5. Alex | March 23, 2012

    For four centures the banks provided loans based on callateral value. After the congress screwed up the first time by telling banks they cannot reject a person to own a home (especially, minorities), the second srewed up – by establishing unrealistic requirements for home loan and rejecting any tangible assets as collateral. Recently, I tried to get a $200K mortgage from BoA and Wachovia (Wells Fargo) – previously, both loans I took from these banks were paid off within five year period. I offered my two homes (both 100% paid off) appraised by the county $550K and $375K as collateral but since I'm self employed and do not have salary both banks rejected me in loan to buy rental property I was putting down 30% !! ($300K total, $100K in cash). In addition I have 810 credit rating – never in my life I delayed any payment on credit cards, etc. The question – what kind of banking business is it?

  6. David | March 23, 2012

    So why are all the housing stocks going up? Is this another major bubble? Thanks for the sober truth – sounds like no one is willing to take the risk any more, and that's the way it should have been from the beginning, then there wouldn't have been the housing collapse. Why has there been almost no financing in Latin America – because there was no institutional lending except at very high prices. So now the lenders here are having to accept the true risks of financing. Interest rates must rise as you point out.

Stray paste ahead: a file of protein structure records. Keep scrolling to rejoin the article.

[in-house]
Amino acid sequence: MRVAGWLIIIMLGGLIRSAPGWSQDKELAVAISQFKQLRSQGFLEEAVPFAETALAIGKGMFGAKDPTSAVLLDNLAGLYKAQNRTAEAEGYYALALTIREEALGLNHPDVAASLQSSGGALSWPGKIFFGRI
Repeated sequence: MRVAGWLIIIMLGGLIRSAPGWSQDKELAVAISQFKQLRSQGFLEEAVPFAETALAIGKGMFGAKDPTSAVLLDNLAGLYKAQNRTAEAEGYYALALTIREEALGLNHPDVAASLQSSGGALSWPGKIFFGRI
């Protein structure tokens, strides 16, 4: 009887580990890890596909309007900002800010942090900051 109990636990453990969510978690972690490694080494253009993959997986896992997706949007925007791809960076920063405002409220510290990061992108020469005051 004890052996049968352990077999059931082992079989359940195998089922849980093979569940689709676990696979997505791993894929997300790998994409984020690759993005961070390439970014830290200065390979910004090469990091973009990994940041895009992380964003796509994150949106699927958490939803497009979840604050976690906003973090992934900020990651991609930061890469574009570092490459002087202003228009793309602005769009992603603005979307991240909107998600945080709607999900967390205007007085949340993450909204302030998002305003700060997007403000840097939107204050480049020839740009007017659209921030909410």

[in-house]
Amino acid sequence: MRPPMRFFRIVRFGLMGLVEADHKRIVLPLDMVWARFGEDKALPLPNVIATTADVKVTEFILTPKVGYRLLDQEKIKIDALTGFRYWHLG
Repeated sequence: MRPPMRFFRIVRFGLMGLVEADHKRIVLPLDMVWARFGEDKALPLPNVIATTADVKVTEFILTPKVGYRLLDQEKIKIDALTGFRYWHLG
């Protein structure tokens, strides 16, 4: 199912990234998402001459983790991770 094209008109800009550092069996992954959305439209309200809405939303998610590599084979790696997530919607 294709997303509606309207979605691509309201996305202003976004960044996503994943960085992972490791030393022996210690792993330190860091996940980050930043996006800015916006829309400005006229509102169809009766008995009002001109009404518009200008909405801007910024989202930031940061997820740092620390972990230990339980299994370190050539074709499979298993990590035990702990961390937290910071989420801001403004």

And when will the government get on board and stop subsidizing home ownership by ending the write off? Maybe when they come to accept that the deficit must come down?

  7. Mark | March 23, 2012

    To Wim above

    We might have a LOT of problems over here in the US that will go on for a long time,
    but have you heard of countries named Greece, Spain, Portugal, Irleand, Italy, etc…. I think
    you Europeans have enough problems of your own.

    • Dani Janes | March 26, 2012

      Asbsolutely right on. Why are so many Europeans trying to come to the US and Canada if it is so wonderful in Europe?
      It is certain that the American financial sector is too much of a free enterprise and an unregulated industry and needs serious restructuring.